Six on Saturday (26 September 2020)

The weather seemed to mirror the astronomical seasons last week. Monday, the final day of astronomical summer, was all blues skies and warm sunshine. The next day things turned cooler and rather gloomy, and by Wednesday we had rain, something we’ve not had for a while here. The garden is still just about holding onto it’s summer colour, although my first Six on Saturday is decidedly autumnal…

1. The Pyracantha struggled last year for some reason. Leaves fell off, flowers turned black and berries were few and far between. This year it has fared much better and is covered in orange berries. The wood pigeons and house sparrows have already started on them.

2. The Graham Thomas honeysuckle has been flowering for many months. Just when you think this climber has finished blooming more buds appear. Alas these flowers are a little too high for me to appreciate their fragrance.

3. Ah, good old Coreopsis ‘Early Sunrise.’ A ‘doer’ that flowers for months on end with regular deadheading. I grew some from seed several years ago but I can’t remember if this is from the original batch or one grown from a cutting. It seems to be easy to propagate; we’re talking Penstemon-shove-a-broken-peice-into-a-pot-and-hey-presto-a-new-plant easy.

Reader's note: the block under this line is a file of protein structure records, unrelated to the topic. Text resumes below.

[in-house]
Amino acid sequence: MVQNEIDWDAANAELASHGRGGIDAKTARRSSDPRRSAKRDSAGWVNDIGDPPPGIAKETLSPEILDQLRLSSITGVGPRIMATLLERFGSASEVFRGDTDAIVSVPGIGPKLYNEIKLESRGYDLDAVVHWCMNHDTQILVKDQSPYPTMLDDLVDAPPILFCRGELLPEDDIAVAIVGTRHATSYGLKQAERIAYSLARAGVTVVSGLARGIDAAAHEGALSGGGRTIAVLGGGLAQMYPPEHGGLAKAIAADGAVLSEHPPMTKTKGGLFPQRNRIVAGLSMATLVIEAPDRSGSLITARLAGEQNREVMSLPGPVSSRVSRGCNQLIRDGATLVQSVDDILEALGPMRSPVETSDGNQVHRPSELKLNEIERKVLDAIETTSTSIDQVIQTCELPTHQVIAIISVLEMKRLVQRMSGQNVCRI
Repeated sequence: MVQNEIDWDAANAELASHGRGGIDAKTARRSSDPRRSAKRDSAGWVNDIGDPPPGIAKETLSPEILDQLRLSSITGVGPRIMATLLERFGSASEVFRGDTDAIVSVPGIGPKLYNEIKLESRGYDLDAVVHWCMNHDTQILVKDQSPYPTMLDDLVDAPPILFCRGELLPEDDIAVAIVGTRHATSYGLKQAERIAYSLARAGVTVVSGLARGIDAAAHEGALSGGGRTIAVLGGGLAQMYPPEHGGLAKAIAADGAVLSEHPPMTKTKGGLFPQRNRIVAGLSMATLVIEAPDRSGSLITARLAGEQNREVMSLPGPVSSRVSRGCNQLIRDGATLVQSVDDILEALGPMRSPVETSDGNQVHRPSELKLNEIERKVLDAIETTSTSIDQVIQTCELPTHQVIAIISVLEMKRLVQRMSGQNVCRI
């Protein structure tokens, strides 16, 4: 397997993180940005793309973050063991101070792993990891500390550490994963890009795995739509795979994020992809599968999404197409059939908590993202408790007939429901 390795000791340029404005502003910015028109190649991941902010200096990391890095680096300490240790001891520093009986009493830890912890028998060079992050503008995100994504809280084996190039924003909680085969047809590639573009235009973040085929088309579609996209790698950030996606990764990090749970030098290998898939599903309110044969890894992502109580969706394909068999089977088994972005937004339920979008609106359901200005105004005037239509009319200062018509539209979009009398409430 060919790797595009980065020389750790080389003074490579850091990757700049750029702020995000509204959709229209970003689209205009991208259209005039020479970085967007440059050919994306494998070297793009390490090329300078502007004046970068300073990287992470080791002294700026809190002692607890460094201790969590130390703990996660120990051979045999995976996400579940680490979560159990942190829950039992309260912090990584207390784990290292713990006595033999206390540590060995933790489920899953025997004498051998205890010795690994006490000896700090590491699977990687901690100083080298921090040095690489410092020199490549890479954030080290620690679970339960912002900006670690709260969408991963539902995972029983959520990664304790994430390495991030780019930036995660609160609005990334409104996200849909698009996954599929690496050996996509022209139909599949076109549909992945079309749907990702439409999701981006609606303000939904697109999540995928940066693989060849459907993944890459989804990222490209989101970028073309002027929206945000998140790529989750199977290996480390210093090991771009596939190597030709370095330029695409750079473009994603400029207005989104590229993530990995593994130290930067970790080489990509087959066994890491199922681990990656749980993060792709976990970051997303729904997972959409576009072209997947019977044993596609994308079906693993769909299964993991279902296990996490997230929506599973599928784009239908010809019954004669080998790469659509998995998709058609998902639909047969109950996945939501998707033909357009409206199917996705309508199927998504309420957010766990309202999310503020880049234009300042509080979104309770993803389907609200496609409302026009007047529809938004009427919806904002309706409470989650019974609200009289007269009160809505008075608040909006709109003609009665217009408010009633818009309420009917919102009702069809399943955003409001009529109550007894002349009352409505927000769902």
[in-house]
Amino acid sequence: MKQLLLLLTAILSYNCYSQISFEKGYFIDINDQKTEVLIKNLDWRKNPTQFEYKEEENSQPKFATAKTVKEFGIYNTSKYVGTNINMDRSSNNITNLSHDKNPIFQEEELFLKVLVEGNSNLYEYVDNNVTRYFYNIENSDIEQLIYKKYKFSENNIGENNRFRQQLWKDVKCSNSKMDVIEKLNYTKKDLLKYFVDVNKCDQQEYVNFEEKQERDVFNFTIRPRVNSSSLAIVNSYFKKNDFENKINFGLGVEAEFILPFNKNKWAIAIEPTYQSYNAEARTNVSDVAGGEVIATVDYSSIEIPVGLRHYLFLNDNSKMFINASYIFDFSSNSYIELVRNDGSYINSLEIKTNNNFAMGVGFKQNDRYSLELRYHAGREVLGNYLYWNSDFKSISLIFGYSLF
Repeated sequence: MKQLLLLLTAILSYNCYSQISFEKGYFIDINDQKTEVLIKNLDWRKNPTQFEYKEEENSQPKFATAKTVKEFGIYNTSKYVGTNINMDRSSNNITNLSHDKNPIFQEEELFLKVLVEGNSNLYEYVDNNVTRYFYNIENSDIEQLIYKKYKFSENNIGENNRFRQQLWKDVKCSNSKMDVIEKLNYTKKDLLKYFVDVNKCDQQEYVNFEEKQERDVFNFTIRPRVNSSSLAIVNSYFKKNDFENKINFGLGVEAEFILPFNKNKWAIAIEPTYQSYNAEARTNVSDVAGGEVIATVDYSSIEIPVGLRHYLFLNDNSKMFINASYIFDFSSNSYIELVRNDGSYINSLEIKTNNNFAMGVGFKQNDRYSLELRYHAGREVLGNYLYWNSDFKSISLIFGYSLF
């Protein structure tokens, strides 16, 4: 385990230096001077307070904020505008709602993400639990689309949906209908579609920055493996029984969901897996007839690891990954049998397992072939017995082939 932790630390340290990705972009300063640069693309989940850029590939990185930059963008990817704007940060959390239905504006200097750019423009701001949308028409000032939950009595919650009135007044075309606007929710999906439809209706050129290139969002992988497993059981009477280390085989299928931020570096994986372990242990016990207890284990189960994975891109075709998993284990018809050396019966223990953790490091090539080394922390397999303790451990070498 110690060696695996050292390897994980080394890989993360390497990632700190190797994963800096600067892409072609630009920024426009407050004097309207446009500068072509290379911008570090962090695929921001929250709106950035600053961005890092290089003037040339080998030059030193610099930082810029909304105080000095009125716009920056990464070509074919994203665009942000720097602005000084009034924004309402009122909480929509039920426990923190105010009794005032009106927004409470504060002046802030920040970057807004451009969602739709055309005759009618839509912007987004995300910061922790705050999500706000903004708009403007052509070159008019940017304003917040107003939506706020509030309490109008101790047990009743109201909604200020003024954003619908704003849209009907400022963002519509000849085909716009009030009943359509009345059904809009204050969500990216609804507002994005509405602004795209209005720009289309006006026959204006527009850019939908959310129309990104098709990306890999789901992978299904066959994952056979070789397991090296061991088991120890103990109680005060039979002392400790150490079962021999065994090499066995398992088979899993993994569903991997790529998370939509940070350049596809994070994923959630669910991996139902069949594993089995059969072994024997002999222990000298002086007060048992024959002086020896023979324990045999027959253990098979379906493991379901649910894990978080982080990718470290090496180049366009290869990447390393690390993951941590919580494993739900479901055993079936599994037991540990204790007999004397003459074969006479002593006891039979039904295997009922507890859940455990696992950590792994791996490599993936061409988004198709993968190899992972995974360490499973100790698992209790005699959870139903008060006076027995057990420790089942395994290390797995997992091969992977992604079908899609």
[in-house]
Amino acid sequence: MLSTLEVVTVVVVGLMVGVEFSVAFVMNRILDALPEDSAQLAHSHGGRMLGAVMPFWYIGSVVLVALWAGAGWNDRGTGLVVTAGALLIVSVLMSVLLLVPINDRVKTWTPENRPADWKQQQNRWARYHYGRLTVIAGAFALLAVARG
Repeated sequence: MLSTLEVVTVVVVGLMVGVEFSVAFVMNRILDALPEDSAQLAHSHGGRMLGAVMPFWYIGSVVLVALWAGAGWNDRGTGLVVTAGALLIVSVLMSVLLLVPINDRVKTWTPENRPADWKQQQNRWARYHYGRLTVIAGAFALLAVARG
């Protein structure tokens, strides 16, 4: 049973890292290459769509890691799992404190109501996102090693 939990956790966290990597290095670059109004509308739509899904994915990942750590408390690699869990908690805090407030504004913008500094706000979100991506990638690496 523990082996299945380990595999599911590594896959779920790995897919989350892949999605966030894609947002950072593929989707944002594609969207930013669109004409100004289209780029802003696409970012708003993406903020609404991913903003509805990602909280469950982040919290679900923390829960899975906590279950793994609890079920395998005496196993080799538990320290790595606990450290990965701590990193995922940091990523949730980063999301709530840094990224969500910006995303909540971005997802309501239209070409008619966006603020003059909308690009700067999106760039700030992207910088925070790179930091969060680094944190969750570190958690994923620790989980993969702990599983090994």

4. I have a decision to make, and soon. Back in August I fixed a wire from the fence to the blue shed and pointed a few stems of the Clematis montana towards it. The ‘mile a minute’ monster has almost reached the other end and I’m not sure whether I should direct it around the corner of the roof (just under the guttering) or send the thing back towards the fence. It’s still having the odd mini flush of nutmeg scented flowers.

5. The lesser spotted front garden up next. South facing and prone to frazzling in the summer, I decided to add a few grasses, another Sedum and lots of sun loving annuals earlier in the year to mingle with the self seeded Verbena, Californian Poppies, Lavender and Rock Roses. It’s not looking too bad, although a cat has taken to using the foliage of a Rock Rose and the edge of the lawn as a litter tray; highly annoying as there’s bare soil in the neighbour’s border, surely a far more desirable spot for a feline to do it’s business? I’ve acquired one of those sonic cat scaring devices. Fingers crossed it works.

6. And finally… Grown in pots, Cosmos ‘Gazebo White’ has taken rather a long time to flower but it was worth the wait. The bees seem to think so too.